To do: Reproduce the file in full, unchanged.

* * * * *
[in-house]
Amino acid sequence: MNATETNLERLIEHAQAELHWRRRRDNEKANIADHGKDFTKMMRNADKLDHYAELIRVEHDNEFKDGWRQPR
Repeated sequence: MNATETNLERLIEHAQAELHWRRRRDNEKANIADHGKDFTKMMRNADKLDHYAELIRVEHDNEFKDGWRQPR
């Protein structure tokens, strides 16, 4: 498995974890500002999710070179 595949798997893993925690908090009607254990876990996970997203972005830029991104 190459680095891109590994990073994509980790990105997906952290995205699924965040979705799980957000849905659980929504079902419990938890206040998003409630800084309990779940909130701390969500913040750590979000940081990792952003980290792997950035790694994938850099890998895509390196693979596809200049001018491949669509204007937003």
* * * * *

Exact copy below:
[in-house]
Amino acid sequence: MNATETNLERLIEHAQAELHWRRRRDNEKANIADHGKDFTKMMRNADKLDHYAELIRVEHDNEFKDGWRQPR
Repeated sequence: MNATETNLERLIEHAQAELHWRRRRDNEKANIADHGKDFTKMMRNADKLDHYAELIRVEHDNEFKDGWRQPR
């Protein structure tokens, strides 16, 4: 498995974890500002999710070179 595949798997893993925690908090009607254990876990996970997203972005830029991104 190459680095891109590994990073994509980790990105997906952290995205699924965040979705799980957000849905659980929504079902419990938890206040998003409630800084309990779940909130701390969500913040750590979000940081990792952003980290792997950035790694994938850099890998895509390196693979596809200049001018491949669509204007937003």